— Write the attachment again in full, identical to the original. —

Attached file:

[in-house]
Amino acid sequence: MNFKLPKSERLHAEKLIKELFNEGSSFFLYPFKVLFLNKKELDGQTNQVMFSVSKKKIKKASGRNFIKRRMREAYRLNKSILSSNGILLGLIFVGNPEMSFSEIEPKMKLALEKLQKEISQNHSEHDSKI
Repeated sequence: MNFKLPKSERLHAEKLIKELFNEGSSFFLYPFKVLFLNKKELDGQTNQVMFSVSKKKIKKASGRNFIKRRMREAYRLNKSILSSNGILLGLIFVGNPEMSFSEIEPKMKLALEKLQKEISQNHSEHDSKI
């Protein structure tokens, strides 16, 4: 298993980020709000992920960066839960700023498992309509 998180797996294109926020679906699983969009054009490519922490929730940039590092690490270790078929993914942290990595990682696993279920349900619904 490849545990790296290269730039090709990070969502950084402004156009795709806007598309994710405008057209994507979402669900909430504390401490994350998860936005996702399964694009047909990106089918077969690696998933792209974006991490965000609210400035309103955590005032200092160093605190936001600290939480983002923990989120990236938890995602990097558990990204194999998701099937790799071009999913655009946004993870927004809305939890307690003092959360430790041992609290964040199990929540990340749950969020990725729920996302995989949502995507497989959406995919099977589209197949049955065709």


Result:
[in-house]
Amino acid sequence: MNFKLPKSERLHAEKLIKELFNEGSSFFLYPFKVLFLNKKELDGQTNQVMFSVSKKKIKKASGRNFIKRRMREAYRLNKSILSSNGILLGLIFVGNPEMSFSEIEPKMKLALEKLQKEISQNHSEHDSKI
Repeated sequence: MNFKLPKSERLHAEKLIKELFNEGSSFFLYPFKVLFLNKKELDGQTNQVMFSVSKKKIKKASGRNFIKRRMREAYRLNKSILSSNGILLGLIFVGNPEMSFSEIEPKMKLALEKLQKEISQNHSEHDSKI
């Protein structure tokens, strides 16, 4: 298993980020709000992920960066839960700023498992309509 998180797996294109926020679906699983969009054009490519922490929730940039590092690490270790078929993914942290990595990682696993279920349900619904 490849545990790296290269730039090709990070969502950084402004156009795709806007598309994710405008057209994507979402669900909430504390401490994350998860936005996702399964694009047909990106089918077969690696998933792209974006991490965000609210400035309103955590005032200092160093605190936001600290939480983002923990989120990236938890995602990097558990990204194999998701099937790799071009999913655009946004993870927004809305939890307690003092959360430790041992609290964040199990929540990340749950969020990725729920996302995989949502995507497989959406995919099977589209197949049955065709």